Today is a crap day.  Not for me or my (little) family or my life.  Not for the thousands of people in my home town (Holmfirth) who are going about their business enjoying the Spring sunshine.  Not for the millions of individuals who are making money as the FTSE100 rises.

Today is a crap day for the UK.

Before I explain why, I'm lucky.  I specialise in what I do (large scale Tech Transformation - People, Process and Technology change) and I'm also capable (and brave) enough to run a Start Up.  I state this for the record to make it clear that I'm not moaning.  This is not a 'woe is me' post.

But the UK is broken.

The UK will never create a LinkedIn.  Nor an Uber.  No Snapchat, Google, Facebook, Tesla, airbnb, Skype, Twitter, Nest, TripAdvisor will ever be born on these shores.  

There will never be News at Ten coverage of the UK Prime Minister, leaving a black Jaguar, flanked by bodyguards, entering the UK HQ of the Tech Giant which significantly changes the lives of Consumers all over the Globe.

Because that Company will never exist.

Instead, the News at Ten will continue to talk about the Tech Giants from elsewhere.  From America and from China.  The Tech Giants who employ our people yet hardly pay any tax.....

UK innovation is going into hibernation, the day after the first day of Spring.  

The path from idea, to prototype, to user testing, to refinement, to commercialisation and testing and then to launch, is just too hard.  There is no effective UK wide support mechanism and quite simply, there's no financial support.

If you're an innovator in the UK, you may as well move to Palo Alto or put your innovation into hibernation.  Seriously, move or let your innovation find a leafy, warm place under a thick hedge like a hedgehog does.  

Tech growth in the UK?  Nah, we don't want that.  New skills for our UK workforce?  Nah, we don't want that.  Employees owning a significant proportion of Start Ups which become giants?  Nah, we don't want that either.

Other places want all that and more.  The UK?  Nah, not so much.

We're lucky.  We've hustled and bootstrapped and we are here;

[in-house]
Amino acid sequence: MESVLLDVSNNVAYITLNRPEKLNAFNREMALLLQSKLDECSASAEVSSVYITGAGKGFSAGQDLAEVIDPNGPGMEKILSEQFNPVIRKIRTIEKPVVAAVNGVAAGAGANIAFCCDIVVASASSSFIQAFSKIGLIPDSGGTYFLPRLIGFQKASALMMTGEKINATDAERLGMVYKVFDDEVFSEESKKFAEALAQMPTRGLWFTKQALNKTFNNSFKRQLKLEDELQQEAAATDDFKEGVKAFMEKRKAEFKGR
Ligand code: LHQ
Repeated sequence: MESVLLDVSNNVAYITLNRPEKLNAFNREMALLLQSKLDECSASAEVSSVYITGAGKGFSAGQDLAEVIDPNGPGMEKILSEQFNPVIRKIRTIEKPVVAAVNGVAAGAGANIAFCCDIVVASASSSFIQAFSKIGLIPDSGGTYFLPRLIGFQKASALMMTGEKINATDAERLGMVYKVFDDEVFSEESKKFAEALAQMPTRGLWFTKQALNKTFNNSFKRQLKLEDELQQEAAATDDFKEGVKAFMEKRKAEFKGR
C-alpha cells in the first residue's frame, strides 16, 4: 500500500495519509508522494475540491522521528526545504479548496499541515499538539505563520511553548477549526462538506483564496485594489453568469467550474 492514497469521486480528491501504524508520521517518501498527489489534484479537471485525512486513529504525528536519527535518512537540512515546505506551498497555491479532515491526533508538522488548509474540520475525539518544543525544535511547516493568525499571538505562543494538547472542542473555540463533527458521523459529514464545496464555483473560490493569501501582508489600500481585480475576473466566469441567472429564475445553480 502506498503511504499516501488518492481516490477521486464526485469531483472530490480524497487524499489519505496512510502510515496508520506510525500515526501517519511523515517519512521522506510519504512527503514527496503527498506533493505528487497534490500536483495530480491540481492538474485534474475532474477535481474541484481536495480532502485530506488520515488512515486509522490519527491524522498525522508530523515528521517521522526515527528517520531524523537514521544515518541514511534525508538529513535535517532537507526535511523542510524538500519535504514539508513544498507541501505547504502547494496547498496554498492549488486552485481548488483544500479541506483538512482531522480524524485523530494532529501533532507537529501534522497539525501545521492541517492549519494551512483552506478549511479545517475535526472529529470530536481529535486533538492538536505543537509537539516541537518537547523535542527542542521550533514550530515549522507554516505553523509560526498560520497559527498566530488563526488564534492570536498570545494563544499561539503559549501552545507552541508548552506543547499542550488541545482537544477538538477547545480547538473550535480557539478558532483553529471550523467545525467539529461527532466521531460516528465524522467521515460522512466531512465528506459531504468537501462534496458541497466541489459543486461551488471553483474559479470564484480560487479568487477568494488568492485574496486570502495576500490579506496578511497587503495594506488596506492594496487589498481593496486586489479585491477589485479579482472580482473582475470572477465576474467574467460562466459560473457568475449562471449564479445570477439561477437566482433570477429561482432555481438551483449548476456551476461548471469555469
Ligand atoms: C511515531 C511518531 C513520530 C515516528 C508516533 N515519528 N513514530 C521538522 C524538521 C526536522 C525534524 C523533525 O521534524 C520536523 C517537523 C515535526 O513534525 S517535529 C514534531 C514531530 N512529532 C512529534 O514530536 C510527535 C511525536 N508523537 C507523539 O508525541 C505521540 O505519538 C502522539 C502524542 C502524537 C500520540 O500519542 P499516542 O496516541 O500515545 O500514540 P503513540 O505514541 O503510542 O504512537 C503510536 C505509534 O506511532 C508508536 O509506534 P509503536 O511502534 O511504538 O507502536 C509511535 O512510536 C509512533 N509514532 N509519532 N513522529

I reckon we will give some retailers sleepless nights when we launch on the 20th of March.

And talking of sleepless nights, I've no idea how we will run a Company with no money and reach a turnover of £1m to secure some growth funding.

Other UK innovators have better ideas.  More 'out there' Tech.  Blockchain prototypes which make me want to sell my RBS and Lloyds shares immediately.

And how does the UK help them?  It doesn't.

Innovators either fund themselves from savings, continue working, or sell stuff to get cash.  Angels?  You may as well not bother.  The time, emotional effort and money required to get a relatively small amount of Angel funding outweighs  the benefits.  It's like trying to persuade a room full of 10 year olds that saving pocket money is a good thing do do.  

I've pitched to Angels in the past and felt like I was providing free training.  Trying to secure investment from someone who invests in 8 things in the hope that 1 or 2 will provide a 10x exit is hard.  And by the way, if a UK innovator does get an offer from an Angel, 20% of the innovators equity is gone.  Whoosh.  Just like that.

Loans?  Brilliant!  Let's make innovators borrow to add more risk to their journey!  Innovators always have limited income.  This is because they are funding themselves and their Start Up.  Giving them a loan just doesn't make sense at any level whatsoever.  

Equity deals pre-launch other than Angels?  Not in the UK.  There is literally nothing that works.  If anyone can prove me wrong, please shout.

So Mr and Mrs UK innovator, the choices for you are stark.  Get to launch under your own steam, launch with zero cash and hope you can make sales.  Get to £1m in revenue and maybe, just maybe, a growth funder will look at you.

Impossible.  We may as well ask innovators/entrepreneurs to get to Mars using two pieces of wood and an Eccles cake from Morrisons.  

Most innovators are clever.  They hustle, bob and weave and understand all of the above (and more) at the start of the journey.  

And guess what?  Most of the most give up.  The innovative part of them becomes that hedgehog and looks for the leafy bed under the hedge.  The idea is lost.  

Asleep.  Never to be woken.  Ever.

There will never be News at Ten coverage of the UK Prime Minister, leaving a black Jaguar, flanked by bodyguards, entering the UK HQ of the Tech Giant which significantly changes the lives of Consumers all over the Globe.

Is the UK a great place to live?  Yes.

Does the UK infrastructure allow innovation and entrepreneurs to create Tech Giants?  No.

And that's why we'll never have an Uber.  Or a snapchat.  Or any of the other applications or services which make our lives easier.